“Alexa … who is telling the truth?”
Winston Churchill believed that the best argument against democracy was a five-minute chat with the average voter. For millions of average American voters, that five minutes has now gone on for more than a year and a half.
After months of campaigning, mud-slinging, televised debates, scandals, the two candidates vying to be the leader of the free world will finally get to find out if it was all worth it On November 8th. And the United States can—hopefully—return to some level of normalcy (a word coined on another presidential trail, a long, long time ago)
The people will, finally, make the choice between Hillary Clinton and Donald Trump. People make decisions based on what they know—or what they think they know. As election day approaches, the adage that knowledge is power becomes ever more important.
Which is one reason why Amazon’s Alexa’s latest skill could be extremely useful.
In an email to ARC, Amazon said that people have been asking Alexa millions of questions that relate to the 2016 election. The most popular questions have been about Donald Trump—how old is he, is he actually rich, how big are his hands—but what people need to know is just how accurate numerous campaign claims are by both candidates.
Alexa: “Facts, Nothing But The Facts”
Alexa now has the answers to these 2016 campaign queries.
The “Share the Facts” skill (the Echo’s version of an app) leverages some of the country’s most respected fact-checkers. The intention is to provide voters with actual facts as opposed to campaign bluster or fear-mongering.
The skill was developed by the Duke Reporters’ Lab and technology incubator Jigsaw (which is part of Alphabet, Google’s parent company) as part of a project to expand the reach of fact-checking. An ongoing issue throughout Trump and Clinton’s campaigns has been the level of familiarity that their supporters have with actual facts—a sliding scale that goes from zero to absolute trust.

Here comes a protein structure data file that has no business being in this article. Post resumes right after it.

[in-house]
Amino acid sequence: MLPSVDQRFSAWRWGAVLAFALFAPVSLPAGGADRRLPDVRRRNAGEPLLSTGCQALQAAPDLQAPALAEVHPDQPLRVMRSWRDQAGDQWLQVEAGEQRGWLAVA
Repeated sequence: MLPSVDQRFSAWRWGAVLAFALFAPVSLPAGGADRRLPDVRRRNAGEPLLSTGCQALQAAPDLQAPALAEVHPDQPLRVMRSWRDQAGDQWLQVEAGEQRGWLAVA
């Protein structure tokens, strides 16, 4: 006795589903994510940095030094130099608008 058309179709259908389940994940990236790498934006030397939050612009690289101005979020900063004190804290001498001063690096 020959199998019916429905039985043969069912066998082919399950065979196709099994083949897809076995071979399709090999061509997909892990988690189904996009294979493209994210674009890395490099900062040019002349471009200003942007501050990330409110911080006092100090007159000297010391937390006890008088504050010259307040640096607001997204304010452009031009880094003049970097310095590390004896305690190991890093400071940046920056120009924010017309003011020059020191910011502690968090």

Fact-checking has been a major theme during the last 10 months, as the fragmented media landscape attempts to divine what candidates are actually telling the truth. A 24/7 news cycle has meant that mainstream media has been bogged down in political analysts and surrogates explaining what their preferred candidate actually meant when they spoke in public.
At the same time, every time Donald or Hilary says something—on television or on the stump—an army of media fact-checkers swarms over the information and tells us whether the stated fact is right. Or just plain wrong. Or Pants On Fire wrong.
Alexa now has access to some of these fact-checkers, which means that you can sit comfortably on your couch and ask questions in real-time. Simply say the words “Alexa, ask the fact-checkers …” and she will give you an answer to your question.
Share the Facts has a database of around 2,000 professionally curated fact-checks such as whether Donald Trump opposed the war in Iraq (he didn’t) or whether Hilary Clinton was allowed to use a private server for her government emails (she was, but it was frowned upon).
“With the new Share the Facts skill, owners of the Echo and other Alexa-enabled devices, including the Tap and the Dot, can “ask the fact-checkers” about claims they hear from presidential candidates Hillary Clinton and Donald Trump, as well as other candidates and politicians who have been checked,” said Share the Facts project manager Erica Ryan, in blog post. “We encourage you to try checking candidates’ claims from your couch after watching a campaign ad or during a discussion around the dinner table.”
You can even ask Alexa who she is voting for—“if I could vote, I would vote for BB8 … I like the way he rolls”—but the acid test will come on election day itself.
Alexa Is Looking Forward To November 8
Amazon Echo owners will be able to ask Alexa for real-time updates on who is leading the election or which states the candidates have won or even individual results for specific districts. For example, voters—or a concerned non-participatory resident alien—can ask Alexa who is projected to win key battleground states like Florida, Iowa and Pennsylvania.
As somebody who is obsessed with politics (and Alexa), this new skill is just what I needed to revitalize my interest in the race to the White House. Facts are the essential part of a journalist’s tool bag, especially when you can just ask a question into thin air and get an answer from your digital assistant. And facts will ultimately define the result of this long-running election process.
Which means that on November 9, I will finally be able to ask my Amazon Echo a very important question … “Alexa, is it all over yet?”
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